Jump to the Materials and Methods section if you don’t want to read the introduction.
This post presents a way of accessing Google Spreadsheets(GS) and securely distributing Python source code that uses GS.
Google spreadsheets(GS) are useful for fast deployment of simple forms on the web as well as share and collaborate on simple data structures with other people.
Not everybody has enough experience with the sheet cell functionalities and the small devils of the spreadsheet world. You may find yourself trapped on the Google Docs help or looking for that non-existent function in the GS reference trying to program more complex data processes. In those cases I feel the urge to unleash the power of Python over the data.
There are ways of doing that through the Official Google Spreasheet API. The API is flexible but can take a considerable amount of work if your idea is “just” accessing the data of the spreadsheets and doing a few operations on them.
To leverage all the API work and help us all there is gspread, which wraps up the API and makes clear and pragmatic functions sprout.
How to authenticate through gspread
Initially the authentication method to use gpsread was using username and password pair. This is a problem when you need to share your application with other people. You can’t share your passwords, create user accounts for every user of your application or even, you would have to share your common document to every user you have.
In these situations ideally your application should prove its own identity to the API, but no user consent should be necessary. Similarly, in enterprise scenarios, your application could request delegated access to some resources. This is a possible scenario where OAuth2.0 comes to save you.
OAuth2.0 authorization framework
As the OAuth2.0 RFC says:
The OAuth 2.0 authorization framework enables a third-party application to obtain limited access to an HTTP service, either on behalf of a resource owner by orchestrating an approval interaction between the resource owner and the HTTP service, or by allowing the third-party application to obtain access on its own behalf. This specification replaces and obsoletes the OAuth 1.0 protocol described in RFC 5849.
Check here to understand more how the authorization process works or how you can use it.
The simplest tool to install the needed modules is
pip install gspread oauth2client
Following the note, you would also want to install
pip install pycrypto
Create signed JSON Web Tokens (JWTs)
The gspread documentation explains how to create Google OAuth2.0 JSON Web Tokens (JWTs) here.
Follow his full instructions on the Google Developers Console web site to create a service account Client ID JSON file. I will call the file
gspread-test.json from now on.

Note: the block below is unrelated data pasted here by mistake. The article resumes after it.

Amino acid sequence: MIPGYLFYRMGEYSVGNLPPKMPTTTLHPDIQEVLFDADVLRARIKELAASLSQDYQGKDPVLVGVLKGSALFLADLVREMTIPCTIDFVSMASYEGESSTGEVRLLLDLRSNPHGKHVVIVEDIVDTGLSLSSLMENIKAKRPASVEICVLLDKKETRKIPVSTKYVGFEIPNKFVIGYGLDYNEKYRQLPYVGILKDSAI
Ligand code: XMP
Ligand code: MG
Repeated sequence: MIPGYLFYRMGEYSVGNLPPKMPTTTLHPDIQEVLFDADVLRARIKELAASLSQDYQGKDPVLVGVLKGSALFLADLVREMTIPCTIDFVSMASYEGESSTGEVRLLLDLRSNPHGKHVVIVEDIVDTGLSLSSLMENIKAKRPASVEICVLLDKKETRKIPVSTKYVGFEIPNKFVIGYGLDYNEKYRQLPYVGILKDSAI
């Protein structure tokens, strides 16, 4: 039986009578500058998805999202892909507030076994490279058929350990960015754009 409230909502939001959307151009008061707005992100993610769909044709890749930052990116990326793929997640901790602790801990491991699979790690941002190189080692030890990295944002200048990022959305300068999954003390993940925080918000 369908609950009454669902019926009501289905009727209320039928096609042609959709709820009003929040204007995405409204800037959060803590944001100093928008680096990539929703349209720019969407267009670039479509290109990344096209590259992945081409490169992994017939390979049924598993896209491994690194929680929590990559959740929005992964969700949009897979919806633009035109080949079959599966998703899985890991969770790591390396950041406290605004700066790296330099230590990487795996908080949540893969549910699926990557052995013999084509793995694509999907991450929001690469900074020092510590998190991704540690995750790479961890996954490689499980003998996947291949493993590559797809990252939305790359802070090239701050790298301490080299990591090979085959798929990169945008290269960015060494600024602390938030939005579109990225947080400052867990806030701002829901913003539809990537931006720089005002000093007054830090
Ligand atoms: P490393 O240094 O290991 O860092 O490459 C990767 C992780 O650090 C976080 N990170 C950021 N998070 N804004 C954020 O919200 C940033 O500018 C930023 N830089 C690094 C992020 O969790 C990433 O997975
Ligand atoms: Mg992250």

gspread-test.json you need to share your document with the given email in the
client_email field of the file. Otherwise you’ll get a
SpreadsheetNotFound exception when trying to open it.
Note: The resulting JSON file is a secure authorization key for any spreadsheet you may want to. For this reason you should hide this file should as it could be used to do nasty things against your spreadsheets. Please follow more comments on this in the discussion section.
Sign your JWTs for credentials
This is a snippet of how to obtain the data of a spreadsheet given its name in the variable
import gspread from oauth2client.service_account import ServiceAccountCredentials json_key = 'gspread-test.json' scope = ['https://spreadsheets.google.com/feeds'] credentials = ServiceAccountCredentials.from_json_keyfile_name(google_api_key_file, scope) gc = gspread.authorize(credentials) wks = gc.open("Where is the money Lebowski?").sheet1
gc object is a
gspread.client.Client, check its main functionality here.
You can find here the main functionality of
wks is a GS class.
Note: You must create the signed credentials using
This class requires either
PyCrypto 2.6 or later. If you are getting
CryptoUnavailableError when trying to create your signed credentials, install PyOpenSSL or PyCrypto, e.g.:
pip install pycrypto
Have a look at the possibilities you have with gspread here.
Some examples here:
Opening a Spreadsheet
# You can open a spreadsheet by its title as it appears in Google Docs sh = gc.open("My poor gym results") # <-- Look ma, no keys! # If you want to be specific, use a key (which you can extract from # the spreadsheet's url) sht1 = gc.open_by_key('0BmgG6nO_6dprdS1MN3d3MkdPa142WFRrdnRRUWl1UFE') # Or, if you feel lazy to extract that key, paste the entire url sht2 = gc.open_by_url('https://docs.google.com/spreadsheet/ccc?key=0Bm...FE&hl')
Selecting a worksheet
# Select worksheet by index. Worksheet indexes start from zero worksheet = sh.get_worksheet(0) # By title worksheet = sh.worksheet("January") # Most common case: Sheet1 worksheet = sh.sheet1 # Get a list of all worksheets worksheet_list = sh.worksheets()
Creating a worksheet
worksheet = wks.add_worksheet(title="A worksheet", rows="100", cols="20")
Getting a cell value
# With label val = worksheet.acell('B1').value # With coords val = worksheet.cell(1, 2).value
Getting all values from a worksheet as a list of lists
list_of_lists = worksheet.get_all_values()
Regarding security issues, it is not clear to me how we should ‘hide’ the JSON key information in case we needed to distribute the Python applications created. In a compiled language it would be possible to put the content in a file, obfuscate it, encrypt it and then compile it. Of course we could do this on Python using, for instance, Cython, but I would like something simpler and I think there isn’t one. If you have any suggestion on how to do this in a pure Python package, please send me an email.